Putin ally faces 'cruel end' as knives sharpen for 'evil' Wagner boss among Kremlin elites

Wagner’s Prigozhin is ‘getting ambitious’ says Soldatov

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A key ally of Vladimir Putin could face a “cruel end” if he is unable to cement his position among Kremlin elites. Yevgeny Prigozhin is the founder of the Wagner militia group and is a close confidante of the Russian President. His mercenaries have been at the forefront of the intense fighting that has been raging in Donbas around the city of Bakhmut.

His militia group appears to be playing an increasingly more important role in Russia’s Ukraine war.

The UK’s Ministry of Defence estimated that Prigozhin’s forces could number as many as 50,000 fighters.

The 61-year-old has recently been vocal in his criticisms of Russia’s Minister of Defence, Sergey Shoigu and those in charge of Putin’s army.

The attacks have prompted many Kremlin commentators to suggest that Prigozhin may one day replace Shoigu as the Defence Minister – a move that would offer him considerable political influence.

A local politician from Saint Petersburg, the home city of Prigozhin, told Express.co.uk that it was essential for the Wagner boss to secure an official political position to protect his wealth and prevent his many enemies from getting rid of him.

Dmitry Palyuga, a Yabloko Party councillor from the Smolninskoye municipality, explained: “He needs to secure some position in Putin’s system because right now who is Prigozhin?

Prigozhin on the front line in Bakhmut (Image: Telegram)

Prigozhin is the boss of the Wagner militia (Image: Getty)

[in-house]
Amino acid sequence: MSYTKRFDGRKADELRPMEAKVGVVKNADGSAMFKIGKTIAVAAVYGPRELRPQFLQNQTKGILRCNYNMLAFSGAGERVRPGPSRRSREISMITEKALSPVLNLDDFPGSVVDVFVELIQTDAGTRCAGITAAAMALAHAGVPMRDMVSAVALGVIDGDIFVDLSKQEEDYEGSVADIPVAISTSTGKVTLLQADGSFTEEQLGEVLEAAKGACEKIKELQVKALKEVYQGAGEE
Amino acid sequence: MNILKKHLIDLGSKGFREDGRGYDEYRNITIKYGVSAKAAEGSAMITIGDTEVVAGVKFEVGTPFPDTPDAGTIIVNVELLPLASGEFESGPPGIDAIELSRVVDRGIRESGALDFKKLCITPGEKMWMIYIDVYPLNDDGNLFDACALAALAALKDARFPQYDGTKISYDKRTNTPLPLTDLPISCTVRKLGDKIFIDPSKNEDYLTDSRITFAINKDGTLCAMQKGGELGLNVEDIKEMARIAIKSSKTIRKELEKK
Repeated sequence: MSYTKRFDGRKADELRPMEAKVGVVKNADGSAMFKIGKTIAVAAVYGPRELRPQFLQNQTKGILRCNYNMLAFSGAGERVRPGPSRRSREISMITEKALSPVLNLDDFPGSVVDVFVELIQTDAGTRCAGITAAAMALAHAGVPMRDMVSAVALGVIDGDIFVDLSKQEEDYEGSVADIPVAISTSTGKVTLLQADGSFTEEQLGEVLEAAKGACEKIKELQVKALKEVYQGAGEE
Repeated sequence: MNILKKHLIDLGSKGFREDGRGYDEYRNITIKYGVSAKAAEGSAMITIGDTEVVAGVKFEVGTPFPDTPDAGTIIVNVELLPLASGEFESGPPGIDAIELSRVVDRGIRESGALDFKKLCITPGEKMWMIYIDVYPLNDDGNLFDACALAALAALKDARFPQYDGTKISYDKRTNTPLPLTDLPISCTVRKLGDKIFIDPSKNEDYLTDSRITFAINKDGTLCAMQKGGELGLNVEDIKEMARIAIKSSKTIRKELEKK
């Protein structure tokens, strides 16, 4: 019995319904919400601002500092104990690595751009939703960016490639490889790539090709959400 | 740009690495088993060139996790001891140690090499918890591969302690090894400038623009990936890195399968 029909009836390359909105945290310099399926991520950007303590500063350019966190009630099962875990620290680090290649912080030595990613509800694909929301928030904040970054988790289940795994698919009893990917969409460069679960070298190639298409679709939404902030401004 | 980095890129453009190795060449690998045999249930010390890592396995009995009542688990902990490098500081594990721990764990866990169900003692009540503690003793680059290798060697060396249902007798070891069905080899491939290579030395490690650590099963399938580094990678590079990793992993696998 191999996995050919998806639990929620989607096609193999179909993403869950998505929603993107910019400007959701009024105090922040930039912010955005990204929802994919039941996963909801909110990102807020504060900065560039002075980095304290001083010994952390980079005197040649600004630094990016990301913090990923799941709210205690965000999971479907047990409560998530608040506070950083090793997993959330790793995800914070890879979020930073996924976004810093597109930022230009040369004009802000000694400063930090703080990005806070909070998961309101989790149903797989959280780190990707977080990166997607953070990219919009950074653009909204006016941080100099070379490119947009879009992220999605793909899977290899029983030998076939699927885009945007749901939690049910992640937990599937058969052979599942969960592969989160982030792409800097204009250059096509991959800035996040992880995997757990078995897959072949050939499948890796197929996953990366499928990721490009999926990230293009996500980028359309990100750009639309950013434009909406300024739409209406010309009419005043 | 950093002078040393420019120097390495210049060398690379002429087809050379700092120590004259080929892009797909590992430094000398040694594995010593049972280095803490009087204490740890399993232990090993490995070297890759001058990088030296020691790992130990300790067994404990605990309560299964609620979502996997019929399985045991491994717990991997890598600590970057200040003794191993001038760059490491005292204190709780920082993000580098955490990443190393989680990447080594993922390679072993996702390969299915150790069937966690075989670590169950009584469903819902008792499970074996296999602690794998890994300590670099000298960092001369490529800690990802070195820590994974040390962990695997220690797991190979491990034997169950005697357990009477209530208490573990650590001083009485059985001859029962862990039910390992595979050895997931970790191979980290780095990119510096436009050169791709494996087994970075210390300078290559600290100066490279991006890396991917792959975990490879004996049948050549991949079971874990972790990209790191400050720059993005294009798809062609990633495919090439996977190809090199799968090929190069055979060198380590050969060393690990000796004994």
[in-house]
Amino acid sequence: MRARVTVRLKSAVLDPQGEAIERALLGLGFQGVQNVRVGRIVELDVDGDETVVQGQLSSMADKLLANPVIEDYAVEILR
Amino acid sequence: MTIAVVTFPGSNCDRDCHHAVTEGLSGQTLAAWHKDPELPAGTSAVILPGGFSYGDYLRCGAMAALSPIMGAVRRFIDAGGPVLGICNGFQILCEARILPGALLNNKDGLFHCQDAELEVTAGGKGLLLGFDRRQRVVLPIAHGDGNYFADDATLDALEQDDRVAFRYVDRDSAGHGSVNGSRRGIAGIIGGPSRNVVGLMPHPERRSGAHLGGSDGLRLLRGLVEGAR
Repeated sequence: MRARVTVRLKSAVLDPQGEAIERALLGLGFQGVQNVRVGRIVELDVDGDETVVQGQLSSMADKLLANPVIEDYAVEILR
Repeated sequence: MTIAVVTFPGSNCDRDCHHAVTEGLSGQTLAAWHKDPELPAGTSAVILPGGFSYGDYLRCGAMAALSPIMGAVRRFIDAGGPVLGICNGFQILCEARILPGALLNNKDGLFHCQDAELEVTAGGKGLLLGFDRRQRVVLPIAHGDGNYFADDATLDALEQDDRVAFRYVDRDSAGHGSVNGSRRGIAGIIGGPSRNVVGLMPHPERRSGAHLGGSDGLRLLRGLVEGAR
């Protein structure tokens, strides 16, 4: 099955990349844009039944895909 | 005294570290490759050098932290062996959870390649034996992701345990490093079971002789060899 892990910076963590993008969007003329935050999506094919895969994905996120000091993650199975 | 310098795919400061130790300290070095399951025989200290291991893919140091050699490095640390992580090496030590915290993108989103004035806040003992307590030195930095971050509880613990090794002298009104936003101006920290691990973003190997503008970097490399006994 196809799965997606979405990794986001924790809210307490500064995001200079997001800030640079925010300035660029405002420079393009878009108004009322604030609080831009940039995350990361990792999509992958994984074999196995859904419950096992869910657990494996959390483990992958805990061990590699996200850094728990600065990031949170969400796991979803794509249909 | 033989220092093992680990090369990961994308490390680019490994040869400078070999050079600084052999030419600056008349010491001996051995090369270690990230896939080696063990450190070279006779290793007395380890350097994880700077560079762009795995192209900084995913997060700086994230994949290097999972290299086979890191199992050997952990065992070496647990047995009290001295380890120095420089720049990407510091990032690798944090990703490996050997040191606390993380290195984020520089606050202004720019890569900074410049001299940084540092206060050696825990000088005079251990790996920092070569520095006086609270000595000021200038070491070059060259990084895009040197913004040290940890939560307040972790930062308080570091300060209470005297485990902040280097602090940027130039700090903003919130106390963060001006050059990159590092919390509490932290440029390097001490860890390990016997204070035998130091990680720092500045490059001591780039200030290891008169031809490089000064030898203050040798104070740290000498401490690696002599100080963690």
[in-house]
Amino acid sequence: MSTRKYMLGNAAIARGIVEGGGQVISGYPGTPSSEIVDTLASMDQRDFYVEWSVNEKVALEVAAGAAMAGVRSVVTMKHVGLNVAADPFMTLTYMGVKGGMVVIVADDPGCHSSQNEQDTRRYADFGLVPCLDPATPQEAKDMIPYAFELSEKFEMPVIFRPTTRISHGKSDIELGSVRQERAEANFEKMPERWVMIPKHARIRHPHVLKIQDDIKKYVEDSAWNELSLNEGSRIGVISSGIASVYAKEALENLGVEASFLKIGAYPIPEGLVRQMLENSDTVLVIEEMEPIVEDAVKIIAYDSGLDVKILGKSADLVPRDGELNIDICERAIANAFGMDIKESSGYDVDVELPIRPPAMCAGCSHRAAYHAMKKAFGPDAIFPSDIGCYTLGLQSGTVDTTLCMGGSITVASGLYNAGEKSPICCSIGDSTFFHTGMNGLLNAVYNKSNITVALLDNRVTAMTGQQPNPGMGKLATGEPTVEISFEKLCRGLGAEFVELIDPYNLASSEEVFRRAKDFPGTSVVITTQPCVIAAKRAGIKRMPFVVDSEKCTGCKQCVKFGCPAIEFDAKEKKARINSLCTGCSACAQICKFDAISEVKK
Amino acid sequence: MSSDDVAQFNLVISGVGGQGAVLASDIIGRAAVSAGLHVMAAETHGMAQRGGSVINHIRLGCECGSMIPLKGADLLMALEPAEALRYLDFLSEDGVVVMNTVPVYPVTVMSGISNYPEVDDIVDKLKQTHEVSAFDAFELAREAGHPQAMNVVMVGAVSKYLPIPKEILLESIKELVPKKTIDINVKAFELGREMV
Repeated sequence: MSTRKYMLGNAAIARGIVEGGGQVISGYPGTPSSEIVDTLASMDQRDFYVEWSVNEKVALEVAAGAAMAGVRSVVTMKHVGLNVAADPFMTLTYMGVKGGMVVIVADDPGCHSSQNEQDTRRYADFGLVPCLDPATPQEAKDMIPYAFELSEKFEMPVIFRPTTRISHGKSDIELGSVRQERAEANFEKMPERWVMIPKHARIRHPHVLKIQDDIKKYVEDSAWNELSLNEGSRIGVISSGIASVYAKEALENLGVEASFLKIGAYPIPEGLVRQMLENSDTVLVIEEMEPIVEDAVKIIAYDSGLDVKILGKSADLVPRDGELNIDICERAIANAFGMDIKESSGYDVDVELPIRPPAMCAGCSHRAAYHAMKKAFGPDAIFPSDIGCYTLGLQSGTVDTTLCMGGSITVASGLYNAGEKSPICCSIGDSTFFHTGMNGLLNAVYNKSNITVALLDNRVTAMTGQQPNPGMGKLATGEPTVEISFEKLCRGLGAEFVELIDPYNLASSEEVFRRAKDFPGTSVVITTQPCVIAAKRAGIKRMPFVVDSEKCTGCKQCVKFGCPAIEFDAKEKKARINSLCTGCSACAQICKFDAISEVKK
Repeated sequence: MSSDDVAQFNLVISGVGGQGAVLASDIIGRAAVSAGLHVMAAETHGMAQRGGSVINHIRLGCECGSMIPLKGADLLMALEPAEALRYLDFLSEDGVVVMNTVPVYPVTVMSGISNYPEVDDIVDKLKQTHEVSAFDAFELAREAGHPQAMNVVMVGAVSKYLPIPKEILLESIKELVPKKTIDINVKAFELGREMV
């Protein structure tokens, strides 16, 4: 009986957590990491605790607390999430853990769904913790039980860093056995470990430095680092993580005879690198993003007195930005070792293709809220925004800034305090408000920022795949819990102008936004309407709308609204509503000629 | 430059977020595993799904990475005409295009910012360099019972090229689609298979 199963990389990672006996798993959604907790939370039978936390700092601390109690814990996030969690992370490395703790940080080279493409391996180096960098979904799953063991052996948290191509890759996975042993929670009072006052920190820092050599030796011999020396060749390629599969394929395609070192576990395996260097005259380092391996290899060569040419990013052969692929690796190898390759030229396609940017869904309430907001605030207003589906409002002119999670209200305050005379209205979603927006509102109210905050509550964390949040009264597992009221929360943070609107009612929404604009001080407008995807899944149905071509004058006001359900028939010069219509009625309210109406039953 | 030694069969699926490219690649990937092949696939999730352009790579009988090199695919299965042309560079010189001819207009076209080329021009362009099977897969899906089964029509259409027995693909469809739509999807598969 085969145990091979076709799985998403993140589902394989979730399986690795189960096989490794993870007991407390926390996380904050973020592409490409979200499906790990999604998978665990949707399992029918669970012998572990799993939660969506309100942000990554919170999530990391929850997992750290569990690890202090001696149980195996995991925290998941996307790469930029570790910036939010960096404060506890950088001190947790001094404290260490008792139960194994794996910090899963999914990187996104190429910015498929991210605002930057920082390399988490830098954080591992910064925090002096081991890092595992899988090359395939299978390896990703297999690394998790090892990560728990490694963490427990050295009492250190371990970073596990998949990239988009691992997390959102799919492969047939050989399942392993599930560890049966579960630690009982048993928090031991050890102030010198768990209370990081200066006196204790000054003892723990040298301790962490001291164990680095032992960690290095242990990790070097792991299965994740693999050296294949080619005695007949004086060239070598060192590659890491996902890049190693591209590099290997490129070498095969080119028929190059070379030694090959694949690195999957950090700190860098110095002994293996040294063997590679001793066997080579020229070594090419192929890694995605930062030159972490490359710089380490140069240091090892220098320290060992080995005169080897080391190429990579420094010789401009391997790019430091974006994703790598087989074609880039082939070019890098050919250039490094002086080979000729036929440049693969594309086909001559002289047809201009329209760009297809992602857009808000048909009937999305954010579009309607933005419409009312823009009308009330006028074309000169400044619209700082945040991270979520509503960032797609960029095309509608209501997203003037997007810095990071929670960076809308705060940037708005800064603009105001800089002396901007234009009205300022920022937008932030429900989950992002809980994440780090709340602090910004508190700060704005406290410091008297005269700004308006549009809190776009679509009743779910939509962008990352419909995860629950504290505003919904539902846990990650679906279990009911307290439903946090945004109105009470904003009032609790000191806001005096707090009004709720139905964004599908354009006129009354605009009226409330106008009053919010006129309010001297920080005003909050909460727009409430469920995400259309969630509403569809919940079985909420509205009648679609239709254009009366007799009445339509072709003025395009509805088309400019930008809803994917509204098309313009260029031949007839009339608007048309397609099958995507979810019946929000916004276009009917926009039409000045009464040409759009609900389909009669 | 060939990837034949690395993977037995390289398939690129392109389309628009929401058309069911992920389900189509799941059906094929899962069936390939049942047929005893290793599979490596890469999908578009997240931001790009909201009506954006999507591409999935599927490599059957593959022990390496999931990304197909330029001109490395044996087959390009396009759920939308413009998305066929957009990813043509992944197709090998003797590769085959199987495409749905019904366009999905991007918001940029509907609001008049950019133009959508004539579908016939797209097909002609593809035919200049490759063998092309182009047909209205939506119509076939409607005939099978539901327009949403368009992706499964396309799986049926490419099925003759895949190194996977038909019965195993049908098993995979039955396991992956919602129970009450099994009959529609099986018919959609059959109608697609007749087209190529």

“He’s just a businessman and a businessman with his own army. They all exist – Prigozhin and his army – just because Putin needs them – that’s it.

“Once Putin doesn’t need them, any power structure in Russia would be happy to somehow get rid of Prigozhin, I suppose because nobody needs any alternative army.”

He added: “If he is not able to secure some official position in Russia, I think his end will be very cruel to him.

“That’s why I think he has to have some political game right now. He has to show Putin that he is effective and that he can probably substitute the Minister of Defence, Shoigu.”

Prigozhin tried to take the lion’s share of credit for the fall of Soledar last week, a town situated 11 miles north east of Bakhmut.

He has become a hero to many of those in the pro-war camp inside Russia.

READ MORE: Russian gas store hit by huge explosion as flames fill sky

Prigozhin is said to be a close confidante of Putin (Image: Getty)

Ukrainian artillery opens fire on Russian positions (Image: Ukraine General Staff)

Sergei Markov, a former Kremlin adviser, called the businessman and his Wagner militia “Russia’s national treasure” and claimed they were becoming a “symbol of victory”.

However, Mr Palyuga does not believe that the Wagner boss enjoys wide public support in Russia.

He said: “He is popular among some Russian marginals. He’s not really popular.

“His power is that he is an evil person and he can say it publicly that ‘yes, I am doing some evil stuff but if I don’t do it then we will lose’.

“That is something which other Russian politicians still cannot afford to say because they cannot say ‘yeah, we are evil’.

“But Prigozhin has that opportunity to say that right now, so he can attract some people but not many of them.”

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Dmitry Palyuga has been forced to leave Russia for his own safety (Image: Facebook Dmitry Palyuga)

Mr Palyuga shot to prominence earlier in September, when he and a group of fellow councillors urged Russia’s parliament to charge Putin with treason in an unprecedented and courageous act of political protest.

Since then , he has been forced to leave the country for his own protection, but still works as a councillor from abroad.

Explaining his decision to leave, he said: “After we made our appeal to the State Duma about Putin, we started to receive some messages from those who know people from the power structures.

“They advised us that we had better leave the country – that we would be searched and prosecuted sometime in the future.

“I managed to live with that for a while but then the mobilisation started and the combination of those two factors made me think of leaving the country even though I didn’t want to leave.”